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Star Trek: Enterprise – Dawn (Review)

Next year, Star Trek is fifty years old. We have some special stuff planned for that, but – in the meantime – we’re reviewing all of Star Trek: Enterprise this year as something of a prequel to that anniversary. This April, we’re doing the second season. Check back daily for the latest review.

Dawn arrives at a very delicate moment in Star Trek history.

Star Trek: Nemesis had hit cinemas the weekend before The Catwalk aired. It had been an immediate and humiliating disaster for Paramount. It arrived in a stuffed Christmas season, amid a relentless onslaught of big budget blockbuster fare – competing for space against Harry Potter and the Chamber of Secrets, Die Another Day and Lord of the Rings: The Return of the King. It was the first Star Trek film not to open at the top of the United States box office, landing second to Maid in Manhattan.

Engineering a solution...

Engineering a solution…

The prognosis for Star Trek as a franchise had not been particularly optimistic for quite some time. The ratings had been in decline since Star Trek: The Next Generation went off the air. Star Trek: Enterprise was airing on a dying network. Changing management at UPN was less friendly to the franchise than it had been. However, the spectacular failure of Star Trek: Nemesis was perhaps the most public blow the franchise had taken. The critics now had ammunition; the vultures were circling; the franchise was on the ropes for the world to see.

The Catwalk had aired a few days after Nemesis crash-landed, when the franchise was still reeling. The first episode of Star Trek to air in 2003, Dawn was broadcast after the franchise and the public had time to properly process the disaster. It goes without saying that there was a lot of pressure on the episode.

Alien nation...

Alien nation…

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Star Trek: Enterprise – Singularity (Review)

Next year, Star Trek is fifty years old. We have some special stuff planned for that, but – in the meantime – we’re reviewing all of Star Trek: Enterprise this year as something of a prequel to that anniversary. This April, we’re doing the second season. Check back daily for the latest review.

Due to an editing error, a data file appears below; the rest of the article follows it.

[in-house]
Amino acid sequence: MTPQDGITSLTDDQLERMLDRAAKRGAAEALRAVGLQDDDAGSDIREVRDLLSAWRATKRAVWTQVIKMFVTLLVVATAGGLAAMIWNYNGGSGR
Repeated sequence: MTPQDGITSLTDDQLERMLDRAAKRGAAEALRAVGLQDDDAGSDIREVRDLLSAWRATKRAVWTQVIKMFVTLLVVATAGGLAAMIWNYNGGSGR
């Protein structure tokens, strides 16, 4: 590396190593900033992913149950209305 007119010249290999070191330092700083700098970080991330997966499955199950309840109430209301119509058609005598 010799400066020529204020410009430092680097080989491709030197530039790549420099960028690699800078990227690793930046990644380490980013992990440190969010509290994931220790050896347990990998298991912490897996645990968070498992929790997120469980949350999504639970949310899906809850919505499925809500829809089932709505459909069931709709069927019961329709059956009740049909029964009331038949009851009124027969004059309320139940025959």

Star Trek: The Next Generation casts a pretty long shadow.

Singularity aired over eight years after All Good Things… and it still feels like an attempt to re-capture the mood and atmosphere of that second-generation Star Trek spin-off. Singularity feels like it might have made for a passable seventh-season instalment of The Next Generation, airing somewhere between Phantasms, Masks and Genesis. You would probably only have to tweak Singularity ever-so-slightly for that earlier cast.

"Hai!"

“Hai!”

Of course, this fixation on The Next Generation is not unique to the second season of Star Trek: Enterprise. After all, Star Trek: Voyager spent a significant portion of its run trying to re-capture the magic associated with The Next Generation. There were lots of generic aliens- and anomalies-of-the week. The second season of Enterprise is just interesting in this regard because it is really the last gasp of this sort of nostalgic storytelling on so wide a scale.

It would not be easy. It would take the box office failure of Star Trek: Nemesis, a change of management at UPN, falling ratings and the threat of cancellation. Nevertheless, Enterprise would eventually manage to exorcise the ghost of The Next Generation. In the meantime, Singularity offers a reminder of just how closely Enterprise was hewing to The Next Generation.

"Are you sitting comfortably? Then we'll begin."

“Are you sitting comfortably? Then we’ll begin.”

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